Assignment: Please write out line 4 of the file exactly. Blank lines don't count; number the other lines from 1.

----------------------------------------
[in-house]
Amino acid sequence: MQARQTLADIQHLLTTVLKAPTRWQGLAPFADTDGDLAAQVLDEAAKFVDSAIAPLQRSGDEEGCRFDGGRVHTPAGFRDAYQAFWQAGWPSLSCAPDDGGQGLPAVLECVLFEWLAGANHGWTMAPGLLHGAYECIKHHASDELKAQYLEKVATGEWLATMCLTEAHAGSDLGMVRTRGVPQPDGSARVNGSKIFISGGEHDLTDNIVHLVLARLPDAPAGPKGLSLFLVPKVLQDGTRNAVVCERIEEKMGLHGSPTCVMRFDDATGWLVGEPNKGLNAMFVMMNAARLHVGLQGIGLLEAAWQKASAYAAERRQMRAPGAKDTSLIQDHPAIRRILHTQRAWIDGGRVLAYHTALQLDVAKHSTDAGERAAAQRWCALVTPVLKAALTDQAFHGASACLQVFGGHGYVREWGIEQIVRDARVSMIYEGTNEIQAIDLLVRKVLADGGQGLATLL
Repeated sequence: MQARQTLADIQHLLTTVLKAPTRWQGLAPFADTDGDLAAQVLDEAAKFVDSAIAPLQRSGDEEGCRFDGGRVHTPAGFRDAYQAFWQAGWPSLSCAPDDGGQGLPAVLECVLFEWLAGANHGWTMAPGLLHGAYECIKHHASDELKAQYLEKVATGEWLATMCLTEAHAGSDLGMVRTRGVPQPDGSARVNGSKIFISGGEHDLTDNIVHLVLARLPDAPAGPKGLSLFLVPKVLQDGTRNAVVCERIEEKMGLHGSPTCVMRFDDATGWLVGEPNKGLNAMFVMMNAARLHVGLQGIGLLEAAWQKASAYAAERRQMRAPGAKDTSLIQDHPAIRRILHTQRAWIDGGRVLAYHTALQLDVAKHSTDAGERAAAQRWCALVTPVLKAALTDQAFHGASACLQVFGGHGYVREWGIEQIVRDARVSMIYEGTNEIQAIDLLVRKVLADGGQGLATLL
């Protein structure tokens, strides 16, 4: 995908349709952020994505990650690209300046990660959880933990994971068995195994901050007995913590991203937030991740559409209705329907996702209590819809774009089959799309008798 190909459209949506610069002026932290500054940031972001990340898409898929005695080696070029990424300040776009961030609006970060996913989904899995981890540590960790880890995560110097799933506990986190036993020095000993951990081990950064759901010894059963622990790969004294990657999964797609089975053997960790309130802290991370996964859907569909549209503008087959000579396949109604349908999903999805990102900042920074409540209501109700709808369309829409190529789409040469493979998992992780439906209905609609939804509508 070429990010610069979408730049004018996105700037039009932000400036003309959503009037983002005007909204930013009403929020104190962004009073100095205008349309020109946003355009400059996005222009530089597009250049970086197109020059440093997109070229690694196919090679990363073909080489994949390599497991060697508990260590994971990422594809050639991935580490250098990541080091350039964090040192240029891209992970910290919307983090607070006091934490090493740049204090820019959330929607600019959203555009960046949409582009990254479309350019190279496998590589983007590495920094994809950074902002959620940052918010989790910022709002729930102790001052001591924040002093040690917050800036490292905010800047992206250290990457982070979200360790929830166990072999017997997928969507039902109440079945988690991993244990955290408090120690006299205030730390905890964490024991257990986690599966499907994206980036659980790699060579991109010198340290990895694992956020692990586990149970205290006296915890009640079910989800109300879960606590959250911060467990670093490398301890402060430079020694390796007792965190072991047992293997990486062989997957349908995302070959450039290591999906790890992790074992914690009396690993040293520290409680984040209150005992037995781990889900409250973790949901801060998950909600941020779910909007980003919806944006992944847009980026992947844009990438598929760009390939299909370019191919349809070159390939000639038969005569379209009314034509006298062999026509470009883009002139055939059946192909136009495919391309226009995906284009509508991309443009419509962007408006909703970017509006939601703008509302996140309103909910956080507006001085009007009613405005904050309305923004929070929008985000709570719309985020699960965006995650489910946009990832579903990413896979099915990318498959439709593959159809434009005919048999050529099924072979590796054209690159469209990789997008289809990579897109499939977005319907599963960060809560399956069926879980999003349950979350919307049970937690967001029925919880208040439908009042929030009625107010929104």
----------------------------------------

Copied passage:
């Protein structure tokens, strides 16, 4: 995908349709952020994505990650690209300046990660959880933990994971068995195994901050007995913590991203937030991740559409209705329907996702209590819809774009089959799309008798 190909459209949506610069002026932290500054940031972001990340898409898929005695080696070029990424300040776009961030609006970060996913989904899995981890540590960790880890995560110097799933506990986190036993020095000993951990081990950064759901010894059963622990790969004294990657999964797609089975053997960790309130802290991370996964859907569909549209503008087959000579396949109604349908999903999805990102900042920074409540209501109700709808369309829409190529789409040469493979998992992780439906209905609609939804509508 070429990010610069979408730049004018996105700037039009932000400036003309959503009037983002005007909204930013009403929020104190962004009073100095205008349309020109946003355009400059996005222009530089597009250049970086197109020059440093997109070229690694196919090679990363073909080489994949390599497991060697508990260590994971990422594809050639991935580490250098990541080091350039964090040192240029891209992970910290919307983090607070006091934490090493740049204090820019959330929607600019959203555009960046949409582009990254479309350019190279496998590589983007590495920094994809950074902002959620940052918010989790910022709002729930102790001052001591924040002093040690917050800036490292905010800047992206250290990457982070979200360790929830166990072999017997997928969507039902109440079945988690991993244990955290408090120690006299205030730390905890964490024991257990986690599966499907994206980036659980790699060579991109010198340290990895694992956020692990586990149970205290006296915890009640079910989800109300879960606590959250911060467990670093490398301890402060430079020694390796007792965190072991047992293997990486062989997957349908995302070959450039290591999906790890992790074992914690009396690993040293520290409680984040209150005992037995781990889900409250973790949901801060998950909600941020779910909007980003919806944006992944847009980026992947844009990438598929760009390939299909370019191919349809070159390939000639038969005569379209009314034509006298062999026509470009883009002139055939059946192909136009495919391309226009995906284009509508991309443009419509962007408006909703970017509006939601703008509302996140309103909910956080507006001085009007009613405005904050309305923004929070929008985000709570719309985020699960965006995650489910946009990832579903990413896979099915990318498959439709593959159809434009005919048999050529099924072979590796054209690159469209990789997008289809990579897109499939977005319907599963960060809560399956069926879980999003349950979350919307049970937690967001029925919880208040439908009042929030009625107010929104």